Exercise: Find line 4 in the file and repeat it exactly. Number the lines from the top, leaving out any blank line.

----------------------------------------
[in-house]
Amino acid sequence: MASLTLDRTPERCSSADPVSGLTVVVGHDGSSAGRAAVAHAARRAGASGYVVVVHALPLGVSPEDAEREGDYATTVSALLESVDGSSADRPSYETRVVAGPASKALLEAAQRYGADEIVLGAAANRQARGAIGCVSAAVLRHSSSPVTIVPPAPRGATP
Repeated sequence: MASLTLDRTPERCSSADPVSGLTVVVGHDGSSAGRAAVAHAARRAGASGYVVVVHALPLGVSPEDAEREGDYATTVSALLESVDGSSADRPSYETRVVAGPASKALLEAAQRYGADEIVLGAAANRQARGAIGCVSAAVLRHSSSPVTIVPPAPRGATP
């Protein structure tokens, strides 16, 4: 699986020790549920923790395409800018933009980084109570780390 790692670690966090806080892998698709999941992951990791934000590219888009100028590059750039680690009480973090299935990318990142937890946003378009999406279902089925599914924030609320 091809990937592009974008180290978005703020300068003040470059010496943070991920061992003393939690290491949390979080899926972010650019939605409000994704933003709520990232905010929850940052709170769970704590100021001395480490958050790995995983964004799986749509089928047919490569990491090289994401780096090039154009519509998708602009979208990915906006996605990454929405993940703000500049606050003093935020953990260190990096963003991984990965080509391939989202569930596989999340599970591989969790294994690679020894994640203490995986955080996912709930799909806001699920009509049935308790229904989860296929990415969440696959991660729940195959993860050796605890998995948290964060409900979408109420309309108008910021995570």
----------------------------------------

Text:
């Protein structure tokens, strides 16, 4: 699986020790549920923790395409800018933009980084109570780390 790692670690966090806080892998698709999941992951990791934000590219888009100028590059750039680690009480973090299935990318990142937890946003378009999406279902089925599914924030609320 091809990937592009974008180290978005703020300068003040470059010496943070991920061992003393939690290491949390979080899926972010650019939605409000994704933003709520990232905010929850940052709170769970704590100021001395480490958050790995995983964004799986749509089928047919490569990491090289994401780096090039154009519509998708602009979208990915906006996605990454929405993940703000500049606050003093935020953990260190990096963003991984990965080509391939989202569930596989999340599970591989969790294994690679020894994640203490995986955080996912709930799909806001699920009509049935308790229904989860296929990415969440696959991660729940195959993860050796605890998995948290964060409900979408109420309309108008910021995570």